28 April 2013

Not alone

As the weather warms here in Missouri, I notice more tree blooms, short skirts, food trucks and bikes on the road.

More bicycles on the road is always a good thing. My years in Columbia give me a perspective on the total numbers of bicyclists. With time there are certainly more people choosing to ride. Sure there are plumb more people in Columbia as time marches on but along with that a larger percentage of people are riding.

There are many kinds of bicyclists in the world and they occasionally talk the same bike language, sometimes not. I see commuters like myself on the road. We are out there every day making our way to work, social engagements, the store and other destinations. As a bike commuter the bike is my choice of mode. When someone asks incredulously on an especially  rainy, snowy, hot or cold day "Did you ride your BICYCLE today?" I relish asking them right back "How else would I have gotten here?" I am not trying to be an asshole rather trying to make it clear that bicycle riding for me is not a fair-weather thang.

Along with commuters, I see bike racers and recreational trail riders. What consistnetly surprises me is how rarely these riders choose to ride their bikes to a destination. Yeah, these folks are riders, too, but I mainly don't get where they are coming from or going to. I run for fun as readers of this blog will know but I ride for my commute. Riding for the sake of riding is fun, too. Last weekend I took a recreational bike ride down to see the flooding Missouri River, enjoyed the trail, a soda at Coopers Landing and the trail ride home. I get it. I am not a hater.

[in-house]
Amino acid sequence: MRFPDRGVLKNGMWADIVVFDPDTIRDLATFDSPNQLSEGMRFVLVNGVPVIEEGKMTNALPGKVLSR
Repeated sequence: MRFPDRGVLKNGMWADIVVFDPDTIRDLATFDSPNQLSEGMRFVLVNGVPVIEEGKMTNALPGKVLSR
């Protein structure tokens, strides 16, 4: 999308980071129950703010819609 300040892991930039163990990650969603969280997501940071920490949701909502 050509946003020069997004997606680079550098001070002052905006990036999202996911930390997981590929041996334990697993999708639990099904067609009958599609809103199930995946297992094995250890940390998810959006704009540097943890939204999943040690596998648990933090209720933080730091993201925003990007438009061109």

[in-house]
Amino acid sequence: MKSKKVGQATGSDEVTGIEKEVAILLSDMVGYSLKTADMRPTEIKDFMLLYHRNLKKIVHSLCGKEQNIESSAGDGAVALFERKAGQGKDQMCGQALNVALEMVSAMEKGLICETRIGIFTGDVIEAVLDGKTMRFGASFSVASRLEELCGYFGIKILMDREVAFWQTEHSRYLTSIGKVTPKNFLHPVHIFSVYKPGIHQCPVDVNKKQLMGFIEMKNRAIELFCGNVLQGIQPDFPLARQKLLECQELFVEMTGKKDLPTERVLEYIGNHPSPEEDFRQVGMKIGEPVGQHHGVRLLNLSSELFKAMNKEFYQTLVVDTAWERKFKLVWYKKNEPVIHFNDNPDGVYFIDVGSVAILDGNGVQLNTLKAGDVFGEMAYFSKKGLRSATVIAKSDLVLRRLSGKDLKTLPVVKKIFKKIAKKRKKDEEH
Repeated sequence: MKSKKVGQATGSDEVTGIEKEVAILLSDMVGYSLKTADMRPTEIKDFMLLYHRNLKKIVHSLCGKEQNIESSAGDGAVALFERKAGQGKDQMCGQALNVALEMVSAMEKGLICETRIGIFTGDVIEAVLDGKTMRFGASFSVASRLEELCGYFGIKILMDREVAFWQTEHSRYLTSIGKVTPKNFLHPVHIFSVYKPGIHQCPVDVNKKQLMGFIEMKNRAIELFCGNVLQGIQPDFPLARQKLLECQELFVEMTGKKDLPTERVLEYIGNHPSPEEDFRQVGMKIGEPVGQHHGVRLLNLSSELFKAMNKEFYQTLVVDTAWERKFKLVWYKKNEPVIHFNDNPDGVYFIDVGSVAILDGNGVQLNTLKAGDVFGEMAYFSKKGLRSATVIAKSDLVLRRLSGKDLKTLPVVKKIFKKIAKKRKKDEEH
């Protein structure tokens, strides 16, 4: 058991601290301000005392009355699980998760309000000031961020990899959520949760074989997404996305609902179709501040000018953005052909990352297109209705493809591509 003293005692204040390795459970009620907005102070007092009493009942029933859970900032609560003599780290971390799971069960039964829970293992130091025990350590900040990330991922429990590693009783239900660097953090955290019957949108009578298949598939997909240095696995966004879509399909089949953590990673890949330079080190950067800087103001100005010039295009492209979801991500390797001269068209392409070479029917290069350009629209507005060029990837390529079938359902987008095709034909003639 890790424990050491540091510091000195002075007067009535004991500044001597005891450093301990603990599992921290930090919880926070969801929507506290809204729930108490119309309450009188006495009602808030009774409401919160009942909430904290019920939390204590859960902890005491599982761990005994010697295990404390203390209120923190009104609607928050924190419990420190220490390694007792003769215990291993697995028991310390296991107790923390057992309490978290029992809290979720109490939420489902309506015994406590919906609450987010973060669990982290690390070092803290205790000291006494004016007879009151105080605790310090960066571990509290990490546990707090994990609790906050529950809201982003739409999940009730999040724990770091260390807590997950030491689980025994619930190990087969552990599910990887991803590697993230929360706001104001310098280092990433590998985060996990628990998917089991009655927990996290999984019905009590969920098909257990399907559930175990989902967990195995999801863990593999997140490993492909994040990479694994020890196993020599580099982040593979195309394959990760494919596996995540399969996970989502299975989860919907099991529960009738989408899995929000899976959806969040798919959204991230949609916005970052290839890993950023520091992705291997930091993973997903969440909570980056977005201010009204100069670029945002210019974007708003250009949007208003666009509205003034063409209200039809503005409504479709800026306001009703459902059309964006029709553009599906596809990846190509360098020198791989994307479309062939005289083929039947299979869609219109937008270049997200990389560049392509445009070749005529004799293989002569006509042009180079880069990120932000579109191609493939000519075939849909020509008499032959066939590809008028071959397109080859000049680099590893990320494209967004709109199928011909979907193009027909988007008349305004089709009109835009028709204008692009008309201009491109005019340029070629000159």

There are also seasonal bicyclists and bicycle-by-default riders. Seasonal bicyclists hang up their ride from October until April choosing to drive during winter weather. Bicyclists-by-default are those riders who because of funds can't afford a car. This group is made up of international students, the poor and almost everyone who bikes in Zambia. They might rather drive a car but funds don't allow that. So they ride.

Mnay of my fellow bicyclists follow common bike rules. Many do not.

Signal a turn.
Stop at intersections that require cars to stop.
Don't ride two abreast in traffic.
Wear a helmet for gawd's sake.

These are common sense and legal rules that I follow because it is important to be predictable for the drivers out there. We bicyclists manage to engender a heap of hate from drivers and most of it comes from being unpredictable.

Much of the anger from drivers has nothing to do with bicycles rather is attributable to general anxiety and fear growing in American culture these days. Alarm system anyone? Gotta Glock?

There is a quote out there about there being no joy greater than seeing an adult on a bicycle. I get that.

I feel joy when I see other Columbians pedaling around town. Be they clad in spandex, thrift scores or business casual attire these bicyclists represent a cultural shift that is significant. Bicycles work for fun or for commuting. Just please don't hang them on the wall of your non-bicycle shop.

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